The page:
Sunday, November 23, 2008

Linen & Flax


I have taken an interest in fabric lately, so I decided to do some mini-research papers on what I found. Natural fabrics can be made from plant fibers (cotton, hemp, bamboo) or animal fibers (wool, silk, camel hair).

Flax fibers were once one of the most common fabric fibers, making linen. Flax plants are depicted on ancient tomb walls, dates back hundreds of years in Europe and was brought to North America by the Puritans. Most flax produced in the USA is for the production of linseed oil or flaxseeds for human nutrition.

Flax fiber is extracted from the bast or skin of the stem of flax plant. Flax fiber is soft, lustrous and flexible. It is stronger than cotton fiber but less elastic. If you have ever had linen garments you are familiar with their fine, straight weave, how the fabric gets softer with wear and the danger of major shrinkage. Fine linen produces damasks, lace and sheeting. Coarser grades are used to make twine and rope. Flax fiber is also a raw material for the high-quality paper industry for the use of printed banknotes, which is why a dollar bill survives in your pants pocket on a trip through the washing machine. I am sure the origin of the term “money laundering” has something to do with it being made a nice washable fiber.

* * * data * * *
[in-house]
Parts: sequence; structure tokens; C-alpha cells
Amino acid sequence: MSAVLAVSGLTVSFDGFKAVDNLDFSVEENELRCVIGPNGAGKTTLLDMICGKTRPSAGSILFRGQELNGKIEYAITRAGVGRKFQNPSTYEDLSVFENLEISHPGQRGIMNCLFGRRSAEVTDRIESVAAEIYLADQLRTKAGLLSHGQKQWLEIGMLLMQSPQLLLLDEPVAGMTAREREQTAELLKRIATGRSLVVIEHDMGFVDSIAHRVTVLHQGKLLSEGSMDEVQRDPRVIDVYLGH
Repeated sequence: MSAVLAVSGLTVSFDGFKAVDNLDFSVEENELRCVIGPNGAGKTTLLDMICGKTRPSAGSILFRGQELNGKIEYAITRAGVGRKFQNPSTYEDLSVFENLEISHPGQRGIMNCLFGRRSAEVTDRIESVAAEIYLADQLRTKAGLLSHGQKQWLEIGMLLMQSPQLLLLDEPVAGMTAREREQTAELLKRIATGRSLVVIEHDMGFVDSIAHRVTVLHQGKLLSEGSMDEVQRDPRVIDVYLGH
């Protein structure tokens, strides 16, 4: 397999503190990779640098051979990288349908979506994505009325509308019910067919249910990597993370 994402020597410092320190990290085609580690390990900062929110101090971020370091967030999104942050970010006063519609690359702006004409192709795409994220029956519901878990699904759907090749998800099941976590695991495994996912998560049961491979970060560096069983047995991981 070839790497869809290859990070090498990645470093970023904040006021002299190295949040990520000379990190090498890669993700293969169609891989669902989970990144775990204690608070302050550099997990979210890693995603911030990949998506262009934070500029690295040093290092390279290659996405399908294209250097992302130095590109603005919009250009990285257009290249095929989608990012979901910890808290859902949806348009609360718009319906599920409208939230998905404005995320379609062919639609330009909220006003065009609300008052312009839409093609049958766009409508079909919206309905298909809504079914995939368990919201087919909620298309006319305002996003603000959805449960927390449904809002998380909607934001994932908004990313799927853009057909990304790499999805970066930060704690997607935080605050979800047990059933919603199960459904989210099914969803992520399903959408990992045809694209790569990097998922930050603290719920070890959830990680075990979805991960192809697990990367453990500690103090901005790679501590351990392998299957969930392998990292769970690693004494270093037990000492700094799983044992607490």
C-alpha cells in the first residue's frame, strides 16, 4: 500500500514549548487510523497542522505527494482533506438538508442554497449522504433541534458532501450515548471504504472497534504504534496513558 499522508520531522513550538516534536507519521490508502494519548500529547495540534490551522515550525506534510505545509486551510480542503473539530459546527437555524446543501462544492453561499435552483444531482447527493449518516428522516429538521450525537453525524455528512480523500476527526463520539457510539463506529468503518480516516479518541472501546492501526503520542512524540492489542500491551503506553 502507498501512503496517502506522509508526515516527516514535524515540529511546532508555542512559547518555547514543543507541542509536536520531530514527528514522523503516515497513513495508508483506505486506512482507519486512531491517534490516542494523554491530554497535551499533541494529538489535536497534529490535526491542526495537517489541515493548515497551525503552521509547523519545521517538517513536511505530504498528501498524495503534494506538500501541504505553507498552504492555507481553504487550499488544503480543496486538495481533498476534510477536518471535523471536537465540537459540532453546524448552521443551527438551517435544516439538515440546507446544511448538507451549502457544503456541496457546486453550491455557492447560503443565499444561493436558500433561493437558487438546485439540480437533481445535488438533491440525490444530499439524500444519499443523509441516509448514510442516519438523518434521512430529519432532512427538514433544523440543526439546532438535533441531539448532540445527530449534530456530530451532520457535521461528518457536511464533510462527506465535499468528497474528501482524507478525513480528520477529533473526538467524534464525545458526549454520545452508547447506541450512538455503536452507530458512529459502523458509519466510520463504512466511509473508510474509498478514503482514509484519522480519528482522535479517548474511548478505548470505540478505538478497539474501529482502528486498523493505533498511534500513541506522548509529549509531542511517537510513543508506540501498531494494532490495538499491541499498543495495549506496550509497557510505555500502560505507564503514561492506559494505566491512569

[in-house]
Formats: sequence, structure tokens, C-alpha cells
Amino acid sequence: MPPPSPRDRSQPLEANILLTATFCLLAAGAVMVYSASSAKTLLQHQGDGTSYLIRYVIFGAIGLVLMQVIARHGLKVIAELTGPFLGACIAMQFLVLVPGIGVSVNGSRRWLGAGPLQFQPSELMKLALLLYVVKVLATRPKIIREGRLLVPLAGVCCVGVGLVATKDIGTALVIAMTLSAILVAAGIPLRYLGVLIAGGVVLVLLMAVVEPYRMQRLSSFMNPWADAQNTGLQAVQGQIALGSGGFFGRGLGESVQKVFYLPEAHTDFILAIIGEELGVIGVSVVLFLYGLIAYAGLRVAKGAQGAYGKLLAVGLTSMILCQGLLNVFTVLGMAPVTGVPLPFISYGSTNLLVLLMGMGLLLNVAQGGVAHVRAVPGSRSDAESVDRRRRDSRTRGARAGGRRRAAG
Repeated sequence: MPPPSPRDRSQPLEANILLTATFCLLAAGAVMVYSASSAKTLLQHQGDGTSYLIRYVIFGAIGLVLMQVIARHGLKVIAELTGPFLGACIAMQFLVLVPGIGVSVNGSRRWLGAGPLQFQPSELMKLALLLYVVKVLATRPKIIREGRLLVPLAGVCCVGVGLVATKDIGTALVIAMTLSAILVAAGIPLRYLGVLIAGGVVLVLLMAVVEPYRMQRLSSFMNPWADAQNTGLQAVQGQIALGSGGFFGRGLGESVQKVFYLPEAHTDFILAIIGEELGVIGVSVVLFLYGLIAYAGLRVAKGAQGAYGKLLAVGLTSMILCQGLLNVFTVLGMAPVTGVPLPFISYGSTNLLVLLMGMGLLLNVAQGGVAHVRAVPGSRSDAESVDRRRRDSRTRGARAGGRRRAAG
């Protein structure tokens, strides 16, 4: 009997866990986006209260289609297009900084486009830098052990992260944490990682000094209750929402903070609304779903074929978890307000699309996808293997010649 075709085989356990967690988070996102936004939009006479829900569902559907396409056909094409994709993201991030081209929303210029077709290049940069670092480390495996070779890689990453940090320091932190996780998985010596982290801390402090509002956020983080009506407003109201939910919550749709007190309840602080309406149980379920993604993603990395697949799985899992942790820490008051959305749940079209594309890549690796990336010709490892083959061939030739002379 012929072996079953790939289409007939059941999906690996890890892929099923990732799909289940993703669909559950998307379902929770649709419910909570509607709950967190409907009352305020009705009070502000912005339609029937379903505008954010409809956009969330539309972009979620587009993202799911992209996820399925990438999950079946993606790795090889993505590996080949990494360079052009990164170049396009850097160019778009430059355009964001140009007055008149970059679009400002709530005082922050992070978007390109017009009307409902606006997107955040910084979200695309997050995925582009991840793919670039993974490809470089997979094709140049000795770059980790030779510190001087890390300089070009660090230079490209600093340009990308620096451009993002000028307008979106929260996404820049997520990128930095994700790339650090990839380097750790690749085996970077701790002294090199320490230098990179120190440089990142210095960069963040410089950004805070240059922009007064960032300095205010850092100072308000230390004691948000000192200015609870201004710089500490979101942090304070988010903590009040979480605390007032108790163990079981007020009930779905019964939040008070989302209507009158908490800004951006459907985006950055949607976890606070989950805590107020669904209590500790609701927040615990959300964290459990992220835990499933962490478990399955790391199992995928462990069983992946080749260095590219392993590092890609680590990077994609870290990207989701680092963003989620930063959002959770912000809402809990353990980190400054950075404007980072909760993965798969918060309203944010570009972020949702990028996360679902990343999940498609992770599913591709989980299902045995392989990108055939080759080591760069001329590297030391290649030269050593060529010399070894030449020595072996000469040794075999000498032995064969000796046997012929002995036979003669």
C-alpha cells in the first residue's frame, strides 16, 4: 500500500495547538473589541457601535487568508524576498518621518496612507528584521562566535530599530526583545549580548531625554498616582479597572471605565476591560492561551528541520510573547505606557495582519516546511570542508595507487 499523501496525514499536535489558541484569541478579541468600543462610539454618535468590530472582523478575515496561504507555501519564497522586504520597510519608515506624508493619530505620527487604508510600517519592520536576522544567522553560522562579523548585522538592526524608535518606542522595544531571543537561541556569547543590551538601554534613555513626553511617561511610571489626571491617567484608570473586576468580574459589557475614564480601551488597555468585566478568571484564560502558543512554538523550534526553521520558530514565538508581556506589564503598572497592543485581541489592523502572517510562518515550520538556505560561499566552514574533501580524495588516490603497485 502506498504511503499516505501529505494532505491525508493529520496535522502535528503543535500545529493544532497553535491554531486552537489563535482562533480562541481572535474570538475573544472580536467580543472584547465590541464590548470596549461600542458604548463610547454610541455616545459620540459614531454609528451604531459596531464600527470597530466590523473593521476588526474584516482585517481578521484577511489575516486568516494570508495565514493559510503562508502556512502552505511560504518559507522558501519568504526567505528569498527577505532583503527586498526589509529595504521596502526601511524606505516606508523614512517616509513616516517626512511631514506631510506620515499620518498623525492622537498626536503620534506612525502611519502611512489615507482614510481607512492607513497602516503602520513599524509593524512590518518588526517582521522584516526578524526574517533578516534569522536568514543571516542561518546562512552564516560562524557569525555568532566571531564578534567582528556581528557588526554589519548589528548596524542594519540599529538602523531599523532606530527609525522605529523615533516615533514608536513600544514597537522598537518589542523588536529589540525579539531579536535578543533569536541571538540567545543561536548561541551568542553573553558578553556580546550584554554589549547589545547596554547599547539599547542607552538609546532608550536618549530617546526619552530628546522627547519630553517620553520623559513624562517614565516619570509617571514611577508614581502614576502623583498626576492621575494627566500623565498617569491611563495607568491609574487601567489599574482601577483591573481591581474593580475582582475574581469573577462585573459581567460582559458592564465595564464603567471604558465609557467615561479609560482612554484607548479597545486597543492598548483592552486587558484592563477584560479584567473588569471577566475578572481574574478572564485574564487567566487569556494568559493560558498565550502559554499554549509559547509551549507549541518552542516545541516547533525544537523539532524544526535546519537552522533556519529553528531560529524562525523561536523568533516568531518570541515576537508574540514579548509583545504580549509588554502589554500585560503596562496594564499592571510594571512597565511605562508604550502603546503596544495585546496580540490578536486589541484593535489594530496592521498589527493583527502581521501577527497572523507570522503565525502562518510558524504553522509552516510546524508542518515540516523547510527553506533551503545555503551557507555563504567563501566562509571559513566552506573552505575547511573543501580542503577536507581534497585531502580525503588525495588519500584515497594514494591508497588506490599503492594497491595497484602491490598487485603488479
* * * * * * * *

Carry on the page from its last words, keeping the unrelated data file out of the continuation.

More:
More on natural fibers (and synthetics) later…

2 comments:

Ommama & KraftyKatina said...

Wow! That is really interesting. I never knew...keep 'em coming : )

Kyoko said...

Oh, that is very interesting! I look forward to more info on natural fibres. Sometimes people take for granted what we have already which are manufactured and not knowing where it came from. Recently I came across milk cotton for knitting. The world is full of interesting tings! :D